Following his magisterial To the End of the Land, the universally acclaimed Israeli author brings us an incandescent fable of parental grief––concise, elemental, a powerfully distilled experience of understanding and acceptance, and of art’s triumph over death.
In Falling Out of Time, David Grossman has created a genre-defying drama––part play, part prose, pure poetry––to tell the story of bereaved parents setting out to reach their lost children. It begins in a small village, in a kitchen, where a man announces to his wife that he is leaving, embarking on a journey in search of their dead son. The man––called simply Walking Man––paces in ever-widening circles around the town. One after another, all manner of townsfolk fall into step with him (the Net-Mender, the Midwife, the Elderly Math Teacher, even the Duke), each enduring his or her own loss. The walkers raise questions of grief and bereavement: Can death be overcome by an intensity of speech or memory? Is it possible, even for a fleeting moment, to call to the dead and free them from their death? Grossman’s answer to such questions is a hymn to these characters, who ultimately find solace and hope in their communal act of breaching death’s hermetic separateness. For the reader, the solace is in their clamorous vitality, and in the gift of Grossman’s storytelling––a realm where loss is not merely an absence but a life force of its own.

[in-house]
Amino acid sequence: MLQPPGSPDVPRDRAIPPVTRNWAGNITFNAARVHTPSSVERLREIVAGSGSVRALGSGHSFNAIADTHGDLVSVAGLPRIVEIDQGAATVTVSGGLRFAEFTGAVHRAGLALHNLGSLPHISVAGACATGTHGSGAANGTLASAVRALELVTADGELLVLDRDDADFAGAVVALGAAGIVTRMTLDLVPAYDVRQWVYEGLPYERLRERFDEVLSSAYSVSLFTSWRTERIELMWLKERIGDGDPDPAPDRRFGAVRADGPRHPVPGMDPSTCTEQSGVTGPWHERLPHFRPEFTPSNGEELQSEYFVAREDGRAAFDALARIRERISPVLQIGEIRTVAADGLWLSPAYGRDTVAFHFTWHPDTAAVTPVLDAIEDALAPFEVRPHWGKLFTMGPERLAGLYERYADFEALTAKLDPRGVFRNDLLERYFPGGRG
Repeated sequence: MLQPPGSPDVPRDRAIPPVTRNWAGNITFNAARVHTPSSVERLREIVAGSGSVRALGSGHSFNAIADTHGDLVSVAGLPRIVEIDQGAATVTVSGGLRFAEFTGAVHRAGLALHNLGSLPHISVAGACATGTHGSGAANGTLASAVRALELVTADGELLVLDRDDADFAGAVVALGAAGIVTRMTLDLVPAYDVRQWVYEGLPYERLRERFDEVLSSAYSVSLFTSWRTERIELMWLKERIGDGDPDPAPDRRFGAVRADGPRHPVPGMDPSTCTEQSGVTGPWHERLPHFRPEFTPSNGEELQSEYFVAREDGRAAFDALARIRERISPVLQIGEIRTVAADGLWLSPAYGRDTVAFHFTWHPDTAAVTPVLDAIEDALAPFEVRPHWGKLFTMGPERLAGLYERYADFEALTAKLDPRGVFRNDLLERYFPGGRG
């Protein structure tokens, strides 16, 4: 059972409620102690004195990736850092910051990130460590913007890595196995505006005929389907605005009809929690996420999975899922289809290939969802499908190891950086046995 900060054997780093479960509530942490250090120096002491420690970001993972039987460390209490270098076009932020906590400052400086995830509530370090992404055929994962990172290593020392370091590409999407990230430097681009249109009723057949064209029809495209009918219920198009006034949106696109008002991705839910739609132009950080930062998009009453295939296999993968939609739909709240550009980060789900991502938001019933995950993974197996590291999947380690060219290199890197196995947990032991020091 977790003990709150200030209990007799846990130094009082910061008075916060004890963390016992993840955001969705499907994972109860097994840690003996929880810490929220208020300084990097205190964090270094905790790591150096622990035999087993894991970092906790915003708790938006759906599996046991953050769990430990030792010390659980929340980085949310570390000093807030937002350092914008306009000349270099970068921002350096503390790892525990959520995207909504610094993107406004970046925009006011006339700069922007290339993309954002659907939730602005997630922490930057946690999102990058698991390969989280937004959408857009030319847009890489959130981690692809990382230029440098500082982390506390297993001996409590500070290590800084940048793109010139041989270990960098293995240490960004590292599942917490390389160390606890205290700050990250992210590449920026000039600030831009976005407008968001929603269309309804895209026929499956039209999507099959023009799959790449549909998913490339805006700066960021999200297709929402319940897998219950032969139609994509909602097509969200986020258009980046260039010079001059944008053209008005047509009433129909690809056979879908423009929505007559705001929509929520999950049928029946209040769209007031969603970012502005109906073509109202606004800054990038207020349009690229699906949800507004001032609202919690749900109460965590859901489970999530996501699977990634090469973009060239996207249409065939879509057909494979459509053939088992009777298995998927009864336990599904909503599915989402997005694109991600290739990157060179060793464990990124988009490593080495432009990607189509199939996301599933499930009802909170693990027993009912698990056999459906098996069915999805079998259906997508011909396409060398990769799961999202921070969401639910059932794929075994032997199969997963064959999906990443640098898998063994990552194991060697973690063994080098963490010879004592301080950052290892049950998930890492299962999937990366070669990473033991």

Previously, he was an Associate Professor of Computer Science and the Director of the Information Retrieval Laboratory at the Illinois Institute of Technology. He was a Principal Investigator on several NSF grants that solely focused on improving the computer science undergraduate curriculum. He also chaired, for over 6 six years, the IIT Computer Science Undergraduate Studies Committee and led the department through two successful ABET reviews. He has taught computer science courses at all levels (freshman through PhD seminars) at IIT, the University of Maryland, George Washington University, and George Mason University.